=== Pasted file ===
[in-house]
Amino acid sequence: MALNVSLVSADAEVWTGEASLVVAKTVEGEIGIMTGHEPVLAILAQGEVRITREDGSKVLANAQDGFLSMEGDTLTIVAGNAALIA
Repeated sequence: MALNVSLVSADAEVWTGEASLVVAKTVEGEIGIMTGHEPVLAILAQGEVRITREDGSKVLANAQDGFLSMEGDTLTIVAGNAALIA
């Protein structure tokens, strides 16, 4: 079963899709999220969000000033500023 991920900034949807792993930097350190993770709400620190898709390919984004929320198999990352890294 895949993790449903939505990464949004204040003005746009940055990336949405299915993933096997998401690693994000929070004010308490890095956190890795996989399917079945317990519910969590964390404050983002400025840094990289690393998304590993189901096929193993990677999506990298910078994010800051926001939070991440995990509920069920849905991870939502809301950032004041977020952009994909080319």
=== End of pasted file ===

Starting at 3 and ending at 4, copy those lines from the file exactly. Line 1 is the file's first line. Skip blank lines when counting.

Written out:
Repeated sequence: MALNVSLVSADAEVWTGEASLVVAKTVEGEIGIMTGHEPVLAILAQGEVRITREDGSKVLANAQDGFLSMEGDTLTIVAGNAALIA
């Protein structure tokens, strides 16, 4: 079963899709999220969000000033500023 991920900034949807792993930097350190993770709400620190898709390919984004929320198999990352890294 895949993790449903939505990464949004204040003005746009940055990336949405299915993933096997998401690693994000929070004010308490890095956190890795996989399917079945317990519910969590964390404050983002400025840094990289690393998304590993189901096929193993990677999506990298910078994010800051926001939070991440995990509920069920849905991870939502809301950032004041977020952009994909080319």